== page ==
Seven Strategies to Avoid Misunderstandings

A couple sitting on the couch having a misunderstanding.

When you deal with others, at some point, you’re going to have misunderstandings. Relationships can certainly overcome misunderstandings, but they can also become strained by them. So, while misunderstandings can be corrected, it is still better to avoid them whenever possible. Misunderstandings are easier to prevent than to resolve.

Here are 7 strategies to help you avoid misunderstandings when dealing with others:

  1. Think before delivering your message:

Many misunderstandings can be avoided by taking a moment to really think about the situation. Before you deliver your message, think about the following:

  • What is going on?
  • What information are you trying to convey?
  • What are you trying to accomplish?
  • What might the other person be thinking and feeling?
  • How might their perspective differ from yours?
  • How do you think the other person will interpret what you do or say?
  1. Repeat back what was said:

If you’re trying to come to an agreement with someone, have them repeat back what you’ve said. You should also repeat back what you’ve heard them say. This will help demonstrate that you both have the same understanding of what was said. If you find that you don’t both have the same understanding, you can work to get clarification right away, rather than sometime down the road. It’s easier to smooth out any misunderstandings immediately rather than later.

  1. Listen:

One way to minimize your contribution to the problem of misunderstanding is to listen and concentrate on what’s being communicated to you. Many times, during a conversation, we can find ourselves more focused on what we want to say next rather than on what the other person is saying to us. Also, in this fast-paced world, there is so much to distract us. Work on your ability to focus on the person and actively listen to what they are saying.

Listening is a very valuable skill, and the more you practice it, the better you will get at it.

  1. Sometimes communicating in written form might be better:

It’s easy for the details of a conversation to be forgotten. When you need to communicate something very detailed, sometimes it might be best to do it in writing. Write a note or send an email. This can be especially true when dealing with issues on your job. When you provide the other person with written details, they can reference them again to ensure they remember and understand what was communicated to them.

However, keep in mind that when you are communicating by writing a note or email, you aren’t always able to get instant feedback from the person you’re communicating with. Which can lead to misunderstanding if the person has questions about what you’ve written. You might consider first communicating the details verbally and then providing a recap in written form. Or conversely, provide written details and then follow up with verbal communication.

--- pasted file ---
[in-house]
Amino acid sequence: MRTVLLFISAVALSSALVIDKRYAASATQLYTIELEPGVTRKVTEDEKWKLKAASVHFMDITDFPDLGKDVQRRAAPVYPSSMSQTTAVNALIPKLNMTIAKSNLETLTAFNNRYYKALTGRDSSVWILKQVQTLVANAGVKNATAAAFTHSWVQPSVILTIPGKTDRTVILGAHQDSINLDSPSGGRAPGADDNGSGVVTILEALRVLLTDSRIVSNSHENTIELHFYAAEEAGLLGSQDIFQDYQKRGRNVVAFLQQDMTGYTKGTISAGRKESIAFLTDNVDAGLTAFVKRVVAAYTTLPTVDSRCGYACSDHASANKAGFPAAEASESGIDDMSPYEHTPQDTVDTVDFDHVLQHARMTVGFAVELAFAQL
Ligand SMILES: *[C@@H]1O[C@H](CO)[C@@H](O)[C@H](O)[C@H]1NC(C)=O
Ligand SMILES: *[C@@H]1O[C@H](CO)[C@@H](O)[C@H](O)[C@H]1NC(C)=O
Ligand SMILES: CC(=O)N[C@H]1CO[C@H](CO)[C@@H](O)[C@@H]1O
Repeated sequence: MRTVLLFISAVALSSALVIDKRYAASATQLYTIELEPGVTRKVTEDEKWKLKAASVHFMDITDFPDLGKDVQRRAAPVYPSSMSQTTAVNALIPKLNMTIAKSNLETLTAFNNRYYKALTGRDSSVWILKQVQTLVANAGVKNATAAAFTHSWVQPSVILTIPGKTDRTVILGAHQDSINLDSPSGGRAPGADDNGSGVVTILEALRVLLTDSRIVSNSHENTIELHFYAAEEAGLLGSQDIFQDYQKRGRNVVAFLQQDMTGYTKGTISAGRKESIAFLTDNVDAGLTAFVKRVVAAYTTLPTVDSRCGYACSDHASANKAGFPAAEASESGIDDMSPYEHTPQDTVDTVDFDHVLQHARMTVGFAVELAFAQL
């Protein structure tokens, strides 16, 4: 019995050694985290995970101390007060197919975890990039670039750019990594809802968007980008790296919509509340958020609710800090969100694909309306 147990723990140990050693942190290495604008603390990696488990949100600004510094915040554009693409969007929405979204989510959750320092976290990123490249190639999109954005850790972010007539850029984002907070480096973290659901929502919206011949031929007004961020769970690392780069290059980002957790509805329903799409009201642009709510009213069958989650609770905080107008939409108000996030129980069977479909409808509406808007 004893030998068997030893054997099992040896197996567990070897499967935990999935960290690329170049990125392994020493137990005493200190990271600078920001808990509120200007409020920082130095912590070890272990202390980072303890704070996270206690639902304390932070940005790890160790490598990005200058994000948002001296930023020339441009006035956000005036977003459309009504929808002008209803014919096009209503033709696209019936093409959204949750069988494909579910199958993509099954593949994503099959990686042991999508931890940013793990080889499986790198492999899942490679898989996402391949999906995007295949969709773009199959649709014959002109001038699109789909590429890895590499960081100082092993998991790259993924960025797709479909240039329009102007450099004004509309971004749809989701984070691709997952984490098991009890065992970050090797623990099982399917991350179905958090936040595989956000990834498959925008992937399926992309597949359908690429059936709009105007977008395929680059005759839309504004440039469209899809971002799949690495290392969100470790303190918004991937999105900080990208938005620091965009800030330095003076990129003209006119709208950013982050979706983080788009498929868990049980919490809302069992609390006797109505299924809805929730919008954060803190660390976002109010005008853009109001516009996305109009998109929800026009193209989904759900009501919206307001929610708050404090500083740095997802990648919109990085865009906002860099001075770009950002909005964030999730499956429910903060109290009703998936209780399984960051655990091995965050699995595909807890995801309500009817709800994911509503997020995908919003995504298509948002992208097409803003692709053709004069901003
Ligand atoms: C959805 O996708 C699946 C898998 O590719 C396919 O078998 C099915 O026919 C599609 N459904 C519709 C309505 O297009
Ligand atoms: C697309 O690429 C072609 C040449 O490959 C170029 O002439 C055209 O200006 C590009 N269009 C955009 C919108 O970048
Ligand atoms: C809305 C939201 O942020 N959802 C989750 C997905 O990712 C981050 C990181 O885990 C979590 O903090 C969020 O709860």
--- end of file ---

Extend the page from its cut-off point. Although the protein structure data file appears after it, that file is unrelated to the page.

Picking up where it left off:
1. Take a break when emotions are running high:

Misunderstandings are more likely to happen during times of heightened emotions. When you are feeling overly emotional or stressed, it might be better to wait until you’re more settled before trying to communicate important information to anyone. Or before trying to fully absorb important information from someone else. Take a break and have the conversation another time.

  1. Be specific:

Being vague can lead to misunderstandings. Be as specific as possible. Avoid forcing people to guess what you mean. Spell it out clearly so that anyone can understand what you’re saying. Making assumptions can cause misunderstandings. Being crystal clear is in everyone’s best interest.

  1. Ask questions:

Think of anything you might have misunderstood and ask for clarification. Questions are a great way to ensure you’ve understood what was communicated to you. You can also ask questions to verify you were understood. Here are some of the types of questions you might ask:

  • “Okay, so you need me to….?”
  • “Just so we’re clear, it would help you if I….?”
  • “So, you understand that I need you to pick up the kids at…?”
  • “So, the project deadline is at 7:00 am or pm?”

When communicating with others, we share thoughts and exchange information. Following these 7 strategies can help ensure that the exchange has taken place accurately and completely and you’ll find that you have fewer misunderstandings when dealing with others.

Published by Ron Richardson

I'm Ron Richardson. I specialize in goals coaching. As your coach, I will help you set realistic goals and partner with you to create a plan and action steps toward achieving those goals. I'll provide objectivity, consistent support and hold you accountable to the commitments you make toward accomplishing your goals.

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